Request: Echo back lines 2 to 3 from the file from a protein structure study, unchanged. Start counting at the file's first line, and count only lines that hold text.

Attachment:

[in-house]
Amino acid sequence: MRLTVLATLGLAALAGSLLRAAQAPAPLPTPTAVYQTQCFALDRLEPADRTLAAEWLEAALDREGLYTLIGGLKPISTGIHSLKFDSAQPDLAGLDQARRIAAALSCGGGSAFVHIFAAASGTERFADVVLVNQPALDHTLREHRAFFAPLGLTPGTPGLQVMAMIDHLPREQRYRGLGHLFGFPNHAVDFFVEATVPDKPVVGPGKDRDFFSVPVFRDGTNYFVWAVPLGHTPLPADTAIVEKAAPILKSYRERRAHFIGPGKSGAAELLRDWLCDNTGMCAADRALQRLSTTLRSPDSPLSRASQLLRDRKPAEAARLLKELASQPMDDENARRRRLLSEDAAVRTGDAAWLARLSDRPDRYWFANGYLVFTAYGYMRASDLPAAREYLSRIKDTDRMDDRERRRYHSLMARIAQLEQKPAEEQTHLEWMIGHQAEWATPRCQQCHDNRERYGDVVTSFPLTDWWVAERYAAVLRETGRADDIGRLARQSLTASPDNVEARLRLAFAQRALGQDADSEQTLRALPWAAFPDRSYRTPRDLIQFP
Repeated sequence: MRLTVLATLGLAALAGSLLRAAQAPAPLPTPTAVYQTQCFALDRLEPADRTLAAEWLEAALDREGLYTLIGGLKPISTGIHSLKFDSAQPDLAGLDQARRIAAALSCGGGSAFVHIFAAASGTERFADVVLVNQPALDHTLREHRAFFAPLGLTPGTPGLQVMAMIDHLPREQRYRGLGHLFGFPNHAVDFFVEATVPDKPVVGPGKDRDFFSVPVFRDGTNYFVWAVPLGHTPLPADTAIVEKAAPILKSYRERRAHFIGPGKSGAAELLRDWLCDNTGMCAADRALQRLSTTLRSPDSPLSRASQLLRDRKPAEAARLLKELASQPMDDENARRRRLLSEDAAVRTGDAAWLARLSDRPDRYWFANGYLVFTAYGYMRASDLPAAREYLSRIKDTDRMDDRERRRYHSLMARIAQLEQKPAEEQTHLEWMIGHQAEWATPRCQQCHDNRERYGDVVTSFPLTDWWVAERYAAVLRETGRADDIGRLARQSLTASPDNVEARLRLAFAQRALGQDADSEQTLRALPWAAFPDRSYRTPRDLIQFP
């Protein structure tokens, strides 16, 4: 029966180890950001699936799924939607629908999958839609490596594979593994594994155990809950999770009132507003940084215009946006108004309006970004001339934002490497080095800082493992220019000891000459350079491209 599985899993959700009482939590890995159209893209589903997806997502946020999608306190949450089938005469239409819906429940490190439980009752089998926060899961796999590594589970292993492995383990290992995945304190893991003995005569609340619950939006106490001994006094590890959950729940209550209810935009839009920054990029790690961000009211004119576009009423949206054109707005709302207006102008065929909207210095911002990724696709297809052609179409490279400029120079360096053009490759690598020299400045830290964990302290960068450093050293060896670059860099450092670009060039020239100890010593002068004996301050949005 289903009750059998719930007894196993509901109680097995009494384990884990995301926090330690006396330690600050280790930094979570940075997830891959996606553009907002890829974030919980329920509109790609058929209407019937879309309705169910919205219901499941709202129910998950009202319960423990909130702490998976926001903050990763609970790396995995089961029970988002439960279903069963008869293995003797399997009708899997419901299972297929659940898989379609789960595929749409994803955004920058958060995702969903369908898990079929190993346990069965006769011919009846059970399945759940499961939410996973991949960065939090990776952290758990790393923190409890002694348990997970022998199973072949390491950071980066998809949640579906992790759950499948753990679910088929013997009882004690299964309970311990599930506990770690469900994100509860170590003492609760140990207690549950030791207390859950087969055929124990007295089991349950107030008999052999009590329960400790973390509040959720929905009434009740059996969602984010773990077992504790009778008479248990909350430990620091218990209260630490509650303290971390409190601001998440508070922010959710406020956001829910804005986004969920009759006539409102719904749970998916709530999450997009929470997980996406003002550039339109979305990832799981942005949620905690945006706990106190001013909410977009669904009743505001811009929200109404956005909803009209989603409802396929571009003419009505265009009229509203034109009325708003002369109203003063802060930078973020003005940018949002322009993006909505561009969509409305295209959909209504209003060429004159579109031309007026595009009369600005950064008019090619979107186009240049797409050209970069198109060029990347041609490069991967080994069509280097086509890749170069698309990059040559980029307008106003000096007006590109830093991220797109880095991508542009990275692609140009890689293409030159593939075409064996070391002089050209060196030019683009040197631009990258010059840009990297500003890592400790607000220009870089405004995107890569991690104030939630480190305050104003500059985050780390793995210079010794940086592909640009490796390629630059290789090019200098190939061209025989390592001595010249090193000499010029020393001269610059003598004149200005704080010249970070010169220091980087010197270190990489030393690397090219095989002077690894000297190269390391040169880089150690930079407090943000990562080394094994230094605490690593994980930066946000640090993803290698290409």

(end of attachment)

Amino acid sequence: MRLTVLATLGLAALAGSLLRAAQAPAPLPTPTAVYQTQCFALDRLEPADRTLAAEWLEAALDREGLYTLIGGLKPISTGIHSLKFDSAQPDLAGLDQARRIAAALSCGGGSAFVHIFAAASGTERFADVVLVNQPALDHTLREHRAFFAPLGLTPGTPGLQVMAMIDHLPREQRYRGLGHLFGFPNHAVDFFVEATVPDKPVVGPGKDRDFFSVPVFRDGTNYFVWAVPLGHTPLPADTAIVEKAAPILKSYRERRAHFIGPGKSGAAELLRDWLCDNTGMCAADRALQRLSTTLRSPDSPLSRASQLLRDRKPAEAARLLKELASQPMDDENARRRRLLSEDAAVRTGDAAWLARLSDRPDRYWFANGYLVFTAYGYMRASDLPAAREYLSRIKDTDRMDDRERRRYHSLMARIAQLEQKPAEEQTHLEWMIGHQAEWATPRCQQCHDNRERYGDVVTSFPLTDWWVAERYAAVLRETGRADDIGRLARQSLTASPDNVEARLRLAFAQRALGQDADSEQTLRALPWAAFPDRSYRTPRDLIQFP
Repeated sequence: MRLTVLATLGLAALAGSLLRAAQAPAPLPTPTAVYQTQCFALDRLEPADRTLAAEWLEAALDREGLYTLIGGLKPISTGIHSLKFDSAQPDLAGLDQARRIAAALSCGGGSAFVHIFAAASGTERFADVVLVNQPALDHTLREHRAFFAPLGLTPGTPGLQVMAMIDHLPREQRYRGLGHLFGFPNHAVDFFVEATVPDKPVVGPGKDRDFFSVPVFRDGTNYFVWAVPLGHTPLPADTAIVEKAAPILKSYRERRAHFIGPGKSGAAELLRDWLCDNTGMCAADRALQRLSTTLRSPDSPLSRASQLLRDRKPAEAARLLKELASQPMDDENARRRRLLSEDAAVRTGDAAWLARLSDRPDRYWFANGYLVFTAYGYMRASDLPAAREYLSRIKDTDRMDDRERRRYHSLMARIAQLEQKPAEEQTHLEWMIGHQAEWATPRCQQCHDNRERYGDVVTSFPLTDWWVAERYAAVLRETGRADDIGRLARQSLTASPDNVEARLRLAFAQRALGQDADSEQTLRALPWAAFPDRSYRTPRDLIQFP